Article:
How to write the perfect CV

Finding a job in the energy industry has rarely been tougher. When employers spend just 8.8 seconds studying any one person’s CV then it’s vital that you make that time count.

It’s the first impression a potential new employer will have of you so it’s important to get it right.

The key to writing a successful CV is to present your skills and experience in the best possible light. It’s not just a summary of your working history, it’s your opportunity to sell yourself and highlight your strengths and achievements. We would advise that you keep a good generic CV that you can tailor to each job you apply for.

How a CV is presented and received can vary in different industries. Progressive GE has 25 years of experience in placing candidates in the energy industry, and we have our own insider tips tailored just for you:

  1. Presentation is important: Don’t use ‘interesting’ fonts or colours. Keep it consistent and smart, using fonts such as Calibri, Ariel or Verdana in size 11 or 12, only use black font and underline or bold any titles like Project Engineer or Construction Supervisor that quickly draw the eye to your experience. Use clear headings and ensure your contact details are easy to find, at the top of the document.
  2. Be clear and concise: Don’t let your plus points get lost in unnecessary text. Try and keep your CV to two A4 pages and pick out a few key points for each section of your CV.
  3. Chronological or skills-based CV? In the energy industry we advise following a chronological CV template because employers are project-focused. They want to know where you’ve worked, for who, and what you did. Put your most recent project first, who the employer was, and highlight key responsibilities.
  4. Highlight specifics: Make sure you include vital information in CV that chimes with the job spec. If the role is abroad make sure you highlight your international experience or if you’ve worked in a specific location that is applicable to the role being advertised. Maybe the contract doesn’t have a fixed term in which case show how you’ve extended previous contracts and been flexible in other postings. Do you have language skills that make you especially suited for a role? Review your experience and don’t be shy about pulling out relevant specifics.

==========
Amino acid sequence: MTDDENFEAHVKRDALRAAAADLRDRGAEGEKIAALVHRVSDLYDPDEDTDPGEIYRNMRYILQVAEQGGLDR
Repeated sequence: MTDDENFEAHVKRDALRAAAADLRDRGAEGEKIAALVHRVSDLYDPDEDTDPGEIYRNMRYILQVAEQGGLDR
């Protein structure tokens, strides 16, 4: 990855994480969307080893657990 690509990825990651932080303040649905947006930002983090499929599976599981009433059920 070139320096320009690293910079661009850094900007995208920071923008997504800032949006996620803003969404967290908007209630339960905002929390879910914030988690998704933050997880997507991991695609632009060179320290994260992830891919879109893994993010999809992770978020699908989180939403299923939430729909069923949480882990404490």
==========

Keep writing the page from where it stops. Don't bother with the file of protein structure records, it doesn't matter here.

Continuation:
5. Avoid common CV mistakes: Exaggerating skills, unexplained gaps in your CV, irrelevant information and spelling errors are big no-nos. Review your CV, ask a friend to proof read it and be honest about your skill set.
  6. Go online: Get your CV noticed online and upload here; complement your upload by updating your online networking platforms, such as LinkedIn, so that your profile mirrors your CV information.

CV checklist

Before you send out or upload your CV take a step back and run through our quick CV checklist. Remember your CV is one of your most valuable tools for opening doors and securing that all-important interview, so make sure it’s perfect before you release it to prospective employers.

  • Are my personal details up-to-date and easily visible?
  • Is it easy to read and well structured?
  • Do my most important skills and experience stand out?
  • Are the spelling and grammar correct?
  • Is my tone of voice appropriate?
  • Have I given a brief summary of the main duties and responsibilities for each of my previous roles?
  • Is the CV tailored to the job I am applying for?
  • Is there any irrelevant info? If yes, remove it.
  • Would I want to read it?
  • Have I included relevant keywords so employers and recruiters can find my CV online?